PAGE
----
SpaceX get their foot in the EELV door with double launch contract win
The United States Air Force (USAF) have awarded SpaceX with two Evolved Expendable Launch Vehicle (EELV)-class missions to ride on their Falcon 9 and Falcon Heavy rockets in 2014 and 2015 respectively. The launches, which fall under Orbital/Suborbital Program-3 (OSP-3), will mark SpaceX’s debut for this class of mission.
SpaceX EELV-class Wins:
OSP-3 is an indefinite-delivery/indefinite-quantity contract within the US Air Force Rocket Systems Launch Program and represents the first Air Force contract designed to provide new entrants to the EELV program an opportunity to demonstrate their vehicle capabilities. This is a key award for SpaceX, who have long fought for the right to win EELV-class missions.
It comes almost 14 months after what SpaceX claim is the “stranglehold” on the US Air Force market appeared to be loosening, following a Memorandum of Understanding (MOU) between the USAF, the NRO (National Reconnaissance Office) and NASA that opened up the possibility for the likes of SpaceX to compete for the launch contracts.
Currently, the United Launch Alliance (ULA) EELV fleet of Deltas and Atlas’ carry out the vast majority of USAF launches, which SpaceX class as a “monopoly provider whose prices have consistently risen”. However, ULA have proven themselves to be a highly reliable launch service provider for the USAF, successfully launching many hugely expensive NRO satellites.
The new deal, sanctioned by the United States Air Force Space and Missile Systems Center, awards SpaceX two EELV-class missions, namely DSCOVR (Deep Space Climate Observatory) and STP-2 (Space Test Program 2), to be launched on SpaceX’s Falcon launch vehicles in 2014 and 2015 respectively.
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“SpaceX deeply appreciates and is honored by the vote of confidence shown by the Air Force in our Falcon launch vehicles,” said Elon Musk, CEO and chief designer, SpaceX. “We look forward to providing high reliability access to space with lift capability to orbit that is substantially greater than any other launch vehicle in the world.”
The DSCOVR mission – a partnership between the National Oceanic and Atmospheric Administration (NOAA), NASA and the USAF – will be launched aboard a Falcon 9 from Space Launch Complex 40 at Cape Canaveral Air Force Station, Florida – and is currently slated for launch in late 2014
The mission calls for the refurbished and enhanced NASA satellite – which has a mass noted to be “no more than” 750kg and includes a propulsion unit for maneuvering – to be sent to the Sun-Earth L1 Lagrange point (a point approximately 1,500,000 km from Earth).
From L1, it will observe the Earth and directly monitor space weather around the L1 point, on a primary mission to provide advanced warning of space weather events that will impact both civilian and military activities on the Earth.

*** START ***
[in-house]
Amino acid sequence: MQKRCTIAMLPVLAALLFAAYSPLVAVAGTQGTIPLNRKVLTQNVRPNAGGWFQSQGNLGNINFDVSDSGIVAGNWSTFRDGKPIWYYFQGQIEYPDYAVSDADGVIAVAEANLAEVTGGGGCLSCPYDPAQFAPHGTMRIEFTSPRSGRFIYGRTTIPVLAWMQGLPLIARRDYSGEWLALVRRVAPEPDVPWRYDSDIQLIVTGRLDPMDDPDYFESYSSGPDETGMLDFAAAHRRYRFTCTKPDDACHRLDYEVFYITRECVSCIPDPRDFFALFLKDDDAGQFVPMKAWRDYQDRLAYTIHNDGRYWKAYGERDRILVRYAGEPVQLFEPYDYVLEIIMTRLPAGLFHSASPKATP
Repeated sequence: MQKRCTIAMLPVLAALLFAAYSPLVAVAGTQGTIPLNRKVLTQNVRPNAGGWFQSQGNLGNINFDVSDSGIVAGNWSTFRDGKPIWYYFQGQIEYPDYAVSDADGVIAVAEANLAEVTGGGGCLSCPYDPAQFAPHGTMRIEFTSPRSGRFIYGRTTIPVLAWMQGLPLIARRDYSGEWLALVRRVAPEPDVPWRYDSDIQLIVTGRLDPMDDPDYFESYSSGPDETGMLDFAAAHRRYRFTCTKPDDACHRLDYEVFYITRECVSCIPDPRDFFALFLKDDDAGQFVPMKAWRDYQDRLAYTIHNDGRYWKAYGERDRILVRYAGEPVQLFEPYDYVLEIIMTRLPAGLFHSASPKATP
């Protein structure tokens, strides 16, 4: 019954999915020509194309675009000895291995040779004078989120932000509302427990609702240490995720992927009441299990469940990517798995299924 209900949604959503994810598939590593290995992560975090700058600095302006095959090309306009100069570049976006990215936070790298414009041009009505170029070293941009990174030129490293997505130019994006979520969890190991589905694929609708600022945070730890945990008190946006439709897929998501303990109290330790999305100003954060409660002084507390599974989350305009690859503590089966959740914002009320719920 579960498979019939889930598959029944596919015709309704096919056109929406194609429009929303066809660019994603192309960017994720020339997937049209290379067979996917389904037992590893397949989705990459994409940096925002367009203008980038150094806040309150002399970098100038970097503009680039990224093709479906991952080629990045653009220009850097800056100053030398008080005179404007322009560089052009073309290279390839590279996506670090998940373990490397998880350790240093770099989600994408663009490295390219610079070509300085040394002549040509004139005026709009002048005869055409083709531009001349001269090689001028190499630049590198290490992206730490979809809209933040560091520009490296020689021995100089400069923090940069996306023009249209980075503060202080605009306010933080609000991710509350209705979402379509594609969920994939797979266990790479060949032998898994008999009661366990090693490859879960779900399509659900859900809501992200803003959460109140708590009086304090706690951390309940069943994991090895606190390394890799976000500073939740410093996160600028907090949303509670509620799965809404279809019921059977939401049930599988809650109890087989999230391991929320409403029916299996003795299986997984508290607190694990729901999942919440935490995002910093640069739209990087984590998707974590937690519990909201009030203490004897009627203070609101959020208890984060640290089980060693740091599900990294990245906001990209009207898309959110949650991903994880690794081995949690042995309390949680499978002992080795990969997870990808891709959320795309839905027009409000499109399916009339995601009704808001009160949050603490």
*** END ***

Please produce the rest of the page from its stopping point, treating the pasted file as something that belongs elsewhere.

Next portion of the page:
DSCOVR consists of the instrument deck, the observatory upper structure, the SMEX-Lite Spacecraft Bus, modular solar arrays and the propulsion module. The instrument deck supports the EPIC and NISTAR instruments, Faraday cup, and star tracker. The observatory upper structure supports the instrument deck, solar arrays and miscellaneous electronics boxes.
The propulsion module houses the 28-inch diameter hydrazine tank made of titanium and the propulsion system. The propulsion module also supports a deployable boom for the magnetometer.
The STP-2 mission will be launched on SpaceX’s new Falcon Heavy from SLC-40 and is targeted for mid-2015.
The goals of the mission are to launch an Integrated Payload Stack (IPS) consisting of two co-prime space vehicles (SVs), up to six auxiliary payloads (APLs) (minimum of two APLs), up to eight separate Poly-PicoSatellite Orbital Deployers (P-PODs) (TBD cubesats), and LSC-provided ballast of up to 5,000kg.
The two co-prime SVs are Constellation Observing System for Meteorology, Ionosphere, and Climate-2 (COSMIC-2), built by the Taiwanese and the Demonstration and Science Experiments (DSX). COSMIC-2 is a set of six identical satellites with a deployment structure.
DSX uses an EELV Secondary Payload Adapter (ESPA) for its primary structure, which hosts an avionics and payload module on opposing ports.
The mission trajectory is designed to meet the requirements of multiple experiments with payload deployments in LEO and MEO orbits. SpaceX will treat the COSMIC-2 stack with its integrated payloads as a single spacecraft.
With these two missions supporting the EELV certification process for both the Falcon 9 and Falcon Heavy, SpaceX noted they will be able to prove the Falcon 9 and Falcon Heavy launch vehicles are designed for exceptional reliability, meeting the stringent US Air Force requirements for the Evolved Expendable Launch Vehicle (EELV) program.
(Images via SpaceX and FBO.gov)